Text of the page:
By on Sep 23, 2014 in Fall |

Your neighbors with the nicest yards and gardens are those who invest time to improve them in the months of October and November. If you own a home it most likely didn’t come with an owner’s manual. Landowner spelled phonetically is “land-oh-ner” although horticultural challenged types would pronounce it “land-oh-no” as they ponder where to start. A great place to start is with some fall planting. Fall is no time to throw in the “trowel”. It is a window of opportunity that comes along once a year. The perfect time to plant, move existing plants or in the case of perennials, split your plants! Fall is the third act in a four season drama, and for some the most spectacular of seasons. A kaleidoscope of color and a last hurrah before dormancy drops the curtain and ushers in the final act, the arrival of winter. Fortunately dormancy is a reversible stage, providing anticipation and...

By on Sep 27, 2013 in Fall |

I Beg Your Garden? I love the month of October. Anticipation seems to hang in the air as the environment changes from day to day. Colorful sights and crisp cool air as we celebrate the culmination of the fall season and anticipate the next. From frost on the pumpkins to the aroma of apple cider to the brilliant display of fall colors what’s not to love about October? Let’s get to work. I beg your “garden”? Well I don’t view it as work but some efforts in your yard during October can reap a harvest of rewards. Aside from the exercise and fresh air you’ll get, October is a great month to improve your outdoor living space. Frost tolerant Pansies can add an instant splash of color to spaces in your outdoor living area. They tolerate October frosts with colorful blooms. Plant breeders have developed both solid color and “faced” pansies with the classic pansy look in a dazzling array of...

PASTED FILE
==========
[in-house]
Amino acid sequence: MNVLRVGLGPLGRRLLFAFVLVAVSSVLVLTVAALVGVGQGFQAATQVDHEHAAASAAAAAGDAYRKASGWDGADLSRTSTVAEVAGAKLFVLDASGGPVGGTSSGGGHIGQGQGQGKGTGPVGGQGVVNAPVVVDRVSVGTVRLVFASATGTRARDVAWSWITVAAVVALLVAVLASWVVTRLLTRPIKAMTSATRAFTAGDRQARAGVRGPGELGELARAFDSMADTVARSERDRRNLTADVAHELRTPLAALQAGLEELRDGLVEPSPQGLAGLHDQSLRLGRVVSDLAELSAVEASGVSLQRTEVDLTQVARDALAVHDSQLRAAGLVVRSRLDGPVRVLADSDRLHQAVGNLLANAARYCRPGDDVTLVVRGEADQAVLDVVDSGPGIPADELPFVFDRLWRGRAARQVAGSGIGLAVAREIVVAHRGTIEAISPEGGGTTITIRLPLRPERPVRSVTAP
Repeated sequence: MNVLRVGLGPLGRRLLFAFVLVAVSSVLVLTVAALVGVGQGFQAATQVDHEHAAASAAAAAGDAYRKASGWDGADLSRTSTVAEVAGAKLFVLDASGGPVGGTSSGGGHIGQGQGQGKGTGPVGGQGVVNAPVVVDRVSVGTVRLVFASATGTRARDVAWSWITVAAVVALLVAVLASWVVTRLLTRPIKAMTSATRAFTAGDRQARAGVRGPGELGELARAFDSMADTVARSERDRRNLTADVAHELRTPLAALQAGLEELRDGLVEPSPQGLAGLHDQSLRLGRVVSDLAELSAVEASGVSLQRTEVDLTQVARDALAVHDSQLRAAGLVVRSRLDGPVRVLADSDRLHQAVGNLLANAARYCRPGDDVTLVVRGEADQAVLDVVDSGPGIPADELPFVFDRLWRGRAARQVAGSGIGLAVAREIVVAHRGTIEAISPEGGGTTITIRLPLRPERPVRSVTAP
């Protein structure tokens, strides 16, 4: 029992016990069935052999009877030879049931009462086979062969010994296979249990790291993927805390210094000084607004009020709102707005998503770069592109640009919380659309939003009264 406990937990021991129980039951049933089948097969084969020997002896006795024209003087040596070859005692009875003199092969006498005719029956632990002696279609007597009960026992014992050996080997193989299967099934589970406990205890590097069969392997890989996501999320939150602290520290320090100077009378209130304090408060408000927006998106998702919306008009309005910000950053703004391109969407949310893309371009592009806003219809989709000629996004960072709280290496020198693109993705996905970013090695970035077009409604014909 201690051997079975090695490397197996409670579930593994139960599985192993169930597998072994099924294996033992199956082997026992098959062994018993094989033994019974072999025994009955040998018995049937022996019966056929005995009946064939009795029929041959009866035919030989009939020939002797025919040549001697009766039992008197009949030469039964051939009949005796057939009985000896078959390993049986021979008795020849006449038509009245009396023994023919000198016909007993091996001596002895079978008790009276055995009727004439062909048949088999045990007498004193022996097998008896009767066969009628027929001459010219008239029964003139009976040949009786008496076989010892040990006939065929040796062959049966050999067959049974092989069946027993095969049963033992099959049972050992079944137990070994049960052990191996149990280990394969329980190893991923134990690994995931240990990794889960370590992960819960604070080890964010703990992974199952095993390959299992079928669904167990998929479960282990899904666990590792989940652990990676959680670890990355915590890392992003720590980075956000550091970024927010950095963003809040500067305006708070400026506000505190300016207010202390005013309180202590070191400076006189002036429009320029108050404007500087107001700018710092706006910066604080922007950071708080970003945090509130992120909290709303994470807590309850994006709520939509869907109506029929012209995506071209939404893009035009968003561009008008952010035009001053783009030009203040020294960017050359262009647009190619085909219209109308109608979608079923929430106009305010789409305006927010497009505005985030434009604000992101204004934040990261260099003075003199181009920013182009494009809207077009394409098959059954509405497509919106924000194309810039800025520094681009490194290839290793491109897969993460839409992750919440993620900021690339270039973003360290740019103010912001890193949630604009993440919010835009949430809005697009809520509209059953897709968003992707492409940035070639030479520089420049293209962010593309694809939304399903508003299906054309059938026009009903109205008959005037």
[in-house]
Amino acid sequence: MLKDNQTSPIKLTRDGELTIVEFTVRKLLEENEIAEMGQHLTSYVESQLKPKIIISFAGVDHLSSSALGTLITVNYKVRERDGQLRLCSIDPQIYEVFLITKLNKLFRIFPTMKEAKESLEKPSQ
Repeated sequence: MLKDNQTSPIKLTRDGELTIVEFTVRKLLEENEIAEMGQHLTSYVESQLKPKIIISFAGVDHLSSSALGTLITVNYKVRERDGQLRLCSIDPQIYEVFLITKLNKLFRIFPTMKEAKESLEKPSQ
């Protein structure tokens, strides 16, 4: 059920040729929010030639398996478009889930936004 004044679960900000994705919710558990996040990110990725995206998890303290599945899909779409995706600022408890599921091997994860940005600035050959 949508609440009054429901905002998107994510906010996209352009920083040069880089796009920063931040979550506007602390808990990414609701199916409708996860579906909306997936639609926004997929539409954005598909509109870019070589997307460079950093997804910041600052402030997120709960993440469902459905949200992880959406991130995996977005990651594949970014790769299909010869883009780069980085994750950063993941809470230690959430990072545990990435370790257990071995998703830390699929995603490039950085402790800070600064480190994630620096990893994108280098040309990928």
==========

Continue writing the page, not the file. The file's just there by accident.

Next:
Trick and Treat

By on Oct 13, 2011 in Fall |

It’s October….time for trick and treat. No not trick or treat but a landscape “treat” compliments of yours truly and then a “trick” nature plays on us. First for the treat to save you time and money. Fall is a time the natural rainfall can be quite variable. During dry spells you can minimize insect damage (namely grub damage) to your lawn by simply raising the deck on the mower to 3 to 3.5 inch mowing height. Grubs do the most damage to lawns that are dry and stressed by low mowing heights. This damage often happens late in the season. Raising mowing heights helps improve root mass and the denser the root mass the better able the turf can withstand grub activity in fall and spring. It’s an easy, effective no cost “treat” for your turf that will improve your green…..both in your wallet and with your lawn. Now for a nuisance...